Photo by Andrea Martiradonna

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The exhibition, supported by Intesa Sanpaolo and designed by Italo Lupi, Ico Migliore and Mara Servetto inside the Museo Teatrale alla Scala, allows the visitors to retrace the evolution of the Theater and the city of Milan from the 18th century up today.
The real strength of this project lies in its polyphonic character: not only in reference to the capacity of re-organising the complexity of contents and instruments and of transforming them into narration, but also in that this is a project that has been developed by three individuals. “This time too, as with the many projects we have worked on together, we started from the wealth of contents in order to identify a clear and shared feature of the exhibition, to be divided into memorable narrative and experiential scenarios” says Ico Migliore.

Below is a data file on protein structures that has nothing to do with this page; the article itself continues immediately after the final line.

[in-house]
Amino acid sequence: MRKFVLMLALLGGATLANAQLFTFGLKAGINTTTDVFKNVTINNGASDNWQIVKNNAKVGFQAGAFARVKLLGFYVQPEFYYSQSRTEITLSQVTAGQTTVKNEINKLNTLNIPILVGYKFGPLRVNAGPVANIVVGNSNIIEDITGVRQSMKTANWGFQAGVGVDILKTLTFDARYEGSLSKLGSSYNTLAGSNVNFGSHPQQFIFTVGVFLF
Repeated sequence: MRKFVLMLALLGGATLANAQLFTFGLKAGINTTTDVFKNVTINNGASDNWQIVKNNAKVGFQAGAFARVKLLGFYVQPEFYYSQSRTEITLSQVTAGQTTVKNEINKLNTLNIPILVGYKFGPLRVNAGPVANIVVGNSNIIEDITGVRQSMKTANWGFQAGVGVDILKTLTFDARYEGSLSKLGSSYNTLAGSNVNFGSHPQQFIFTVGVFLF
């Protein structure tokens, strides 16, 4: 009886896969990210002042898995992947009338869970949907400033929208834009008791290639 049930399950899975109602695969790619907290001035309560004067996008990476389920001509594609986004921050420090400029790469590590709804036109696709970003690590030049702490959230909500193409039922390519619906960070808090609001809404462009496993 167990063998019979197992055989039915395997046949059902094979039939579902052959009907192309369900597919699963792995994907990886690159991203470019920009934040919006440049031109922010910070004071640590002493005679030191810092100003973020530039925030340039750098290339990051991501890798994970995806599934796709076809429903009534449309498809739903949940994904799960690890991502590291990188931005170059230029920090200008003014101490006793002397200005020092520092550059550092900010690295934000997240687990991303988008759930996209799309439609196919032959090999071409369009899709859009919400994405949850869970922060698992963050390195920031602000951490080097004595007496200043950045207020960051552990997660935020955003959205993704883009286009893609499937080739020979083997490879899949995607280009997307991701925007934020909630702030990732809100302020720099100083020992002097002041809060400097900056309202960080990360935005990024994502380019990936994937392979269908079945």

The exhibition, curated by Fulvio Irace and Pierluigi Panza and with the partnership of Mape and Edison, allows the public to enter the stories of La Scala and of the city of Milan through a series of micro stories that succeed one another along the six rooms of the Museo and within the Ridotto dei Palchi.  For visitors, stepping through the different space is, in fact, entering the chapters of a book, the off-scale pages of which aregraphically blown up on the walls of a landscape of environmental graphics. The pace then changes and encounters a moment of theatricality in the room in which the metaphor of an orchestra comes to life. In fact, here the visitor encounters an ensemble of 30 music stands to go with as many historical and present-day pictures of La Scala, which are animated in a round, each time with a differing focus, in dialogue with the large projection above them. This moment strongly encapsulates the historical evolution of the theatre and the piazza in front of it, which has combined the various elements featured in the exhibition in an engaging imposes a change in the visit and in the perspective.